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14 Rules for Visiting a Tasting Room


Chances are you’re doing it all wrong. Here, Contributing Editor Matt Kettmann provides expert tips for how to taste like a pro.

Recently, a friend of mine who just started to get into wine asked me about tasting room etiquette. Is it mandatory to buy bottles? It is appropriate to tip? How does she ask for “the good stuff”?

I quickly realized that while the tasting room experience is commonplace for those of us who’ve lived in wine country for years and visit wineries often, it remains foreign territory for millions of non-industry Americans.

When answering my friend, I also realized that some of my advice may actually be out of date, especially since many tasting rooms now function as de facto wine bars. So, should you tip? I wasn’t sure, nor had I been tracking whether the rules I’ve been following for about 15 years still have any validity.

Were things getting more relaxed with the millennial crowd? Should we be spitting? Can I finally wear perfume?

To find out, I tapped three experts for tasting room how-to tips:

Hugh Margerum, who is the brother of winemaker Doug Margerum and runs a handful of tasting rooms in the heart of downtown Santa Barbara;

Larry Schaffer, whose Tercero Winery tasting room in Los Olivos is in the middle of Santa Ynez Valley wine country and who frequently runs tastings all over Southern California;

And Andrew Jones, whose Field Recordings tasting room in the “Tin City” urban winemaking collective in southern Paso Robles caters to a creative and often millennial crowd.

Here’s what they had to say.

Don’t wear fragrance.

There go my cologne dreams! Seems obvious, but scents can ruin the tasting experience for everyone within nose-shot.

Be open-minded: Drop pre-conceived preferences.

“Maybe you’ve never tasted a rosé you’ve liked, but go ahead and try what is being offered,” says Margerum.

“I have folks say that they do not like sweet wines at all, but my ‘dryish’ Gewürztraminer turns out to be their favorite of the wines poured!” adds Schaffer.

Don’t flex too much wine knowledge.

I usually refrain from talking too technically in a tasting room because it seems like I’m showing off. And often the tasting room staff, who tend to be entry-level employees, don’t know as much as you’d think. “It’s fun for me personally to deal with folks who know a lot about wine—I love the tête-à-tête,” says Schaffer. “But for the average tasting room employee, it probably isn’t that much fun.”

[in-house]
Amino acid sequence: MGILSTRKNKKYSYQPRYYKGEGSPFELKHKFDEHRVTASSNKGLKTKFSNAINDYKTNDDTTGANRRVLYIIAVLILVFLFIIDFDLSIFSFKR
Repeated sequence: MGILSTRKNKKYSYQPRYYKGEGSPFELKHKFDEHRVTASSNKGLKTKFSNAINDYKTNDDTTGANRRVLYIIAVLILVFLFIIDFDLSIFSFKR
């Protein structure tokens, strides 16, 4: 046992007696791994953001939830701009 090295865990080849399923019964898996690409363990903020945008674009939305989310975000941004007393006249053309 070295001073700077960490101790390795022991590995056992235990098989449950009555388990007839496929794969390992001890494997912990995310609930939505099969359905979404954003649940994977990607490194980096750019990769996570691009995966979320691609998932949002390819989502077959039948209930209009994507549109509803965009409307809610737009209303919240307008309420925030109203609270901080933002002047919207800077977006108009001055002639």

But no matter who’s working, know-it-alls are no fun.

“We get this a lot with older patrons that don’t get us or our concept,” said Jones. Adds Margerum, “We are there to showcase what we do and welcome all levels of expertise and knowledge.”

Don’t pretend to be in the industry.

“Industry” truly means those working to make a living within the wine trade, so don’t fake it just to get a discount or special treatment, even if you are truly passionate. “We seriously have home winemakers come in with fold ‘n’ tear business cards they made at home and ask for discounts,” says Jones.

And if you are industry, act like it.

“If you are industry, and it’s a busy Saturday, don’t ask for special treatment when we have a full bar,” says Jones.

Go ahead and swallow.

There’s no need to spit. “It’s not all about education,” Jones says. “It’s okay to drink a little and have some fun.”

But spit if you’re visiting a lot of tasting rooms, “moderate your intake,” Margerum says. “The bane of tasting rooms are drunk tasters.”

And dump, too.

“It is not rude to pour out wines, even ones that you like,” says Schaffer. “’Spit’ and ‘Dump’ are four letter words that should not be.”

Don’t ask for the “good stuff.”

Definitely don’t, but it’s okay to inquire whether there are any library or reserve wines open beyond the advertised flight. Just realize that special requests should increase your pressure to purchase wine.

Linger, but meaningfully.

Both Schaffer and Margerum happily allow people to retry wines if they are considering a purchase, so long as patrons aren’t getting drunk or disrupting the experience for others. Jones thinks lingering is more the fault of the winery than the taster. “If you format things right, it isn’t an issue,” he says.

Do buy wine.

“Some tasting rooms have a specific policy about waiving the tasting fee when a particular amount of wine is purchased,” says Margerum. “For others it’s a judgment call.” Jones usually waves the $10 fee with a two-bottle purchase, but understands not purchasing if you have to fly home. Schaffer waives the tasting fee with three bottles, but “sometimes less depending upon the circumstance.”

But don’t haggle.

Jones can’t stand “patrons who try and work it like it’s a car deal. It’s just wine. I don’t get how people haggle, always wanting extra deals.”

Tips? Depends.

Jones doesn’t take tips. “It’s a tasting room, not a bar,” he says. But Margerum and Schaffer are both open to tipping.

Who still breaks the rules? It’s not the millennials. “We find that it’s the older patrons that violate the rules more than the young ones,” said Jones. “The younger tasters are usually more appreciative and considerate.”


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